Pesto is not a traditional condiment used for pici in the home provinces of Siena and Montalcino. Still, Siena is only a two-hour drive from La Spezia, and pici is a convenient and simple recipe for homemade pasta to be dressed with a good pesto.
Hundreds of years of history have passed. The two hundred kilometers of distance between the two cities have consolidated historical differences. But, especially if you live in places as far away as the USA, forget about the remnants of history, and prepare a recipe that, replacing the traditional Genovese trofie with the Tuscan pici, is simple to make, as demonstrated by my two 15-year-old granddaughters, Liliana and Mia.
From wikipedia the free enciclopedy
Pici (Italian: [ˈpiːtʃi]; locally [ˈpiːʃi]) is thick, hand-rolled pasta, like fat spaghetti. It originates in Siena in Tuscany; in the Montalcino area, they are also referred to as pinci(Italian: [ˈpintʃi]).
The dough is typically made from flour and water only. The addition of eggs is optional, being determined by family traditions. Alternatively, finely chopped or shredded spinach can be used in place of water.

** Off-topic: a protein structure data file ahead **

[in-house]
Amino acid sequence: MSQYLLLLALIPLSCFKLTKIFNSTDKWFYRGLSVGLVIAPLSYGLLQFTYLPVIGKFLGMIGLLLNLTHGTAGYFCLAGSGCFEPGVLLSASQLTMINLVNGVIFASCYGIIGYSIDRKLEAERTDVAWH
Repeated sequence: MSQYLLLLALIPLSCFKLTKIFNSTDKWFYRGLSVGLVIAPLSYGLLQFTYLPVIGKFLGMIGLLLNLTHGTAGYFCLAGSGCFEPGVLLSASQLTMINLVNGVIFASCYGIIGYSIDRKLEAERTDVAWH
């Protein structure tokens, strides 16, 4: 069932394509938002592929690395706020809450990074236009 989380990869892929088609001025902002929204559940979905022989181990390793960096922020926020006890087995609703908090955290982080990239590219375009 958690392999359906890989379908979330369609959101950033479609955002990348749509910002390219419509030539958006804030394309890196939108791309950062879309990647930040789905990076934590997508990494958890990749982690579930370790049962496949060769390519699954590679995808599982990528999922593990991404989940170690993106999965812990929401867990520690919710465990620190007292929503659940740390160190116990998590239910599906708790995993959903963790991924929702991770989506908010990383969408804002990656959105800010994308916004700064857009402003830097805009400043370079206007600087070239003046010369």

The dough is rolled out in a thick flat sheet, then cut into strips. In some families, the strip of dough is rolled between one palm and the table, while the other hand is wrapped with the rest of the strip. It can also be formed by rolling the strip between the palms. Either method forms a thick pasta, slightly thinner than a common pencil. Unlike spaghetti or macaroni, this pasta is not uniform in size and has variations of thickness along its length.
It is eaten with a variety of foods, particularly:
|aglione||spicy garlic tomato sauce|
|cacio e pepe||cheese and black pepper|
|ragù||a meat-based sauce|
|game meat||cinghiale||wild boar|